The MP-5, basically, is no more than the scaled-down version of the Heckler-Koch G3 battle rifle. It shares the same basic design with stamped steel receiver and the same roller-delayed blowback action, derived from the post-war CETME rifles. The trigger units are hinged to the receiver and are now available with various fire mode options, including 2 (Safe, Semi-auto), 3 (Safe, Semi, Full Auto) or 4 (Safe, Semi, Limited burst of 2 or 3 rounds, Full auto) position levers, ambidextrous or not, and marked with letters, digits or icons. The MP-5 is always fired from a closed bolt for improved accuracy, but this limits the amount of sustained fire due to the barrel overheating and resulting cook-off problems. To avoid this, MP-5 cocking handle can be locked in the rear position in the special slot, leaving the bolt in the open position, with no cartridge in the chamber. To commence the fire one must simply release the cocking handle from its notch and then pull the trigger. Modern MP-5 submachine guns are equipped with three-lug quick detachable silencer mounts on the barrel. Sights are similar to other HK models, and consist of the front hooded post sight and the adjustable for windage and elevation drum-type diopter rear sight. Special quick-detachable clamp mounts allow for installation of night, optical and red-dot sights if required. Standard magazine capacity is 30 rounds, but shorter 15 rounds magazines are available. Special versions were developed and manufactured in limited numbers during 1980s-90s for the US Law Enforcement market, chambered for more powerful 10mm Auto (10x25mm) and .40S&W (10x22mm) ammunition. These guns can be easily distinguished from more common 9mm models by straight box 30 rounds magazines, made from plastic.

While all of the MP-5s can be fitted with silencers, there also a dedicated silenced version of MP-5, called MP5SD2 or SD3 (depending on the stock type). This version is equipped with a non detachable integral silencer, and the vented barrel, to reduce the bullet muzzle velocity down below the speed of sound. The MP-5SD is intended to fire standard 9mm ammunition, not the special subsonic one.

Semi-automatic only versions of the MP-5 were once made for civilian market under the designation of HK-94, some with longer, 16 inch (406 mm) barrels, to conform with US laws. There also is an US company, called Special Weapons LLC, that is manufacturing semi-automatic, civilian MP-5 clones in various pistol calibers, including the .45ACP.

Experience one TODAY at Midwest Gun and Range!

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Ruger AC556

Caliber: 5.56x45 mm NATO (.223 Remington)
Action: Gas operated, rotating bolt
Overall length: 943 mm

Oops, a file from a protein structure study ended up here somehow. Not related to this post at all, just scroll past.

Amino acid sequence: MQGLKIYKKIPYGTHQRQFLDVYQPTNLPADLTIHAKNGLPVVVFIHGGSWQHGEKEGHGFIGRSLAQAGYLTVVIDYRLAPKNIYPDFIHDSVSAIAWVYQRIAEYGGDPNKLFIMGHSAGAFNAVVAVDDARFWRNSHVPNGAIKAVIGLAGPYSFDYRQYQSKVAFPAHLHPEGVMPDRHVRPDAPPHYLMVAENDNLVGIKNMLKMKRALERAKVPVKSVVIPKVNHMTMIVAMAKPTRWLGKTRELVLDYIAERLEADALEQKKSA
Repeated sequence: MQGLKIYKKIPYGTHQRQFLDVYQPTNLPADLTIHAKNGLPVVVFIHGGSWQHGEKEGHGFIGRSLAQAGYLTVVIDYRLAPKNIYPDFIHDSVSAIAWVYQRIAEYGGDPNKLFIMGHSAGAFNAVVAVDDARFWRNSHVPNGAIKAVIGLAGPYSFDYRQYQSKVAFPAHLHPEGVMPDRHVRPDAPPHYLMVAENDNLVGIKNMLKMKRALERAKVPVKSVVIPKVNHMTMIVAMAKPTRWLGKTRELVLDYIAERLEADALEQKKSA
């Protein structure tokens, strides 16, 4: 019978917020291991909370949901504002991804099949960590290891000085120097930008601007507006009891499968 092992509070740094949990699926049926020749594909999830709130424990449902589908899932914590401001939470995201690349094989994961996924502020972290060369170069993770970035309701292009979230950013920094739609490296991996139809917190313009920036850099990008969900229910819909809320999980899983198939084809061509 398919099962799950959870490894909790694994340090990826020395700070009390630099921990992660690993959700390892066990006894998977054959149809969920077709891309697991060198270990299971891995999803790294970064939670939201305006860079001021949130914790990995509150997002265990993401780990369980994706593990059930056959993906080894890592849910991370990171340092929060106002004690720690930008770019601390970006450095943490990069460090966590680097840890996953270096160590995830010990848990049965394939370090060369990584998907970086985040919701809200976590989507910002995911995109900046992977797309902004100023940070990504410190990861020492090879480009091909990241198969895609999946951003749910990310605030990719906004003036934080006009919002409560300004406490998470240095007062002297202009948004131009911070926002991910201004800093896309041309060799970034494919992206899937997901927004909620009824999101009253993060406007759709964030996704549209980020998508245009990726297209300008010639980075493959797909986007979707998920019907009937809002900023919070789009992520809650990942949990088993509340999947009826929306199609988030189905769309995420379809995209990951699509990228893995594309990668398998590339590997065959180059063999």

Barrel length: 470 mm
Weigth: 3.06 kg
Magazine capacity: 5, 10, 20 or 30 rds detachable box magazines

The Mini-14 rifle was developed in early 1970s and introduced near 1974. To speak simply, Mini-14 is an M-14 "clone", scaled down to use then-new 5.56mm / .223 Rem cartridge.

The Mini-14 is somewhat similar in design to M1 Garand and M-14 rifles, utilizing the same gas action with under barrel gas piston, rotating bolt, and positive safety with the safety switch located at the forward part of the trigger guard. Mini-14s initially were manufactured in both semi-auto only "civilian" versions and in select-fire "military" versions, featuring flash hider and bayonet mounts. However, these "military" rifles weren't adopted by any military, and were used to some extent by some Police departments and Law Enforcement agencies across the USA.

Those select-fire versions, known as AC-556 or Mini-14GB, were manufactured with a one piece wooden stock or with pistol grip and side-folding metal butt stock.

In 1987, Ruger developed a Mini-30 version of the semi-auto Mini-14, chambered in 7.62x39mm Russian cartridge.

All Mini-14s and Mini-30s are known as reliable rifles, but accuracy is inferior as compared to the M16/AR-15 series.

Experience one TODAY at Midwest Gun and Range!

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Walther MPK

 

  MPL MPK
Chamber: 9 mm Luger
9mm Luger
Weight unloaded: 3.0 kg
2.83 kg
Length: 746 / 462 mm
659 / 381 mm
Barrel length: 260 mm 173 mm
Rate of Fire: 550 rounds/min 550 rounds/min
Effective range: 200 m
100 m
Capacity: 32 rounds 32 rounds

The Walther MP series of submachine guns was developed by Karl Walther company in 1963. This family included 2 weapons: MPL (MachinenPistole Lang - Long Submachine gun) and MPK (MachinenPistole Kurz - Short Submachine gun). The only difference between the MPL and MPK was in barrel and barrel shroud lengths, otherwise both guns were similar. The MPL and MPK were used by some German police forces, and only one significant export sale was to the Mexican navy. Production of the MPL/MPK had been ceased in 1987.